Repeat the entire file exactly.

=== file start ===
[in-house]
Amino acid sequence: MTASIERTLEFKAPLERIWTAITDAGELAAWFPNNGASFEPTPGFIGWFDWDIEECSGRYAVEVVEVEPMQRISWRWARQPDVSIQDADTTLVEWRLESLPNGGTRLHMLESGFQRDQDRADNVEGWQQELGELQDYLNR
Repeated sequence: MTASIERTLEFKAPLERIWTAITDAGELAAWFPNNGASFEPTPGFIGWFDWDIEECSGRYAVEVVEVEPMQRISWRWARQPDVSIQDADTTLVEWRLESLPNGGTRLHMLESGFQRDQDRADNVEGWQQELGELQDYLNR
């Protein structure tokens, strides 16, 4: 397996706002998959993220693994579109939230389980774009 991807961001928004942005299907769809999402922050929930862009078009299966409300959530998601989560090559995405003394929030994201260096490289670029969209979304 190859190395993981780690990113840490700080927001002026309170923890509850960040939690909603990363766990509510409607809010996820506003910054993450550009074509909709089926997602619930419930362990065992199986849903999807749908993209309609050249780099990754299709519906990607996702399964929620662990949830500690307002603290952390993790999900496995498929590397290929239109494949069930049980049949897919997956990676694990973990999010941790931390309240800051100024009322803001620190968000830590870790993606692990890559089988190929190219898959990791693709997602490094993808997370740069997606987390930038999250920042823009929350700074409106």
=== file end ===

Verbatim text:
[in-house]
Amino acid sequence: MTASIERTLEFKAPLERIWTAITDAGELAAWFPNNGASFEPTPGFIGWFDWDIEECSGRYAVEVVEVEPMQRISWRWARQPDVSIQDADTTLVEWRLESLPNGGTRLHMLESGFQRDQDRADNVEGWQQELGELQDYLNR
Repeated sequence: MTASIERTLEFKAPLERIWTAITDAGELAAWFPNNGASFEPTPGFIGWFDWDIEECSGRYAVEVVEVEPMQRISWRWARQPDVSIQDADTTLVEWRLESLPNGGTRLHMLESGFQRDQDRADNVEGWQQELGELQDYLNR
């Protein structure tokens, strides 16, 4: 397996706002998959993220693994579109939230389980774009 991807961001928004942005299907769809999402922050929930862009078009299966409300959530998601989560090559995405003394929030994201260096490289670029969209979304 190859190395993981780690990113840490700080927001002026309170923890509850960040939690909603990363766990509510409607809010996820506003910054993450550009074509909709089926997602619930419930362990065992199986849903999807749908993209309609050249780099990754299709519906990607996702399964929620662990949830500690307002603290952390993790999900496995498929590397290929239109494949069930049980049949897919997956990676694990973990999010941790931390309240800051100024009322803001620190968000830590870790993606692990890559089988190929190219898959990791693709997602490094993808997370740069997606987390930038999250920042823009929350700074409106």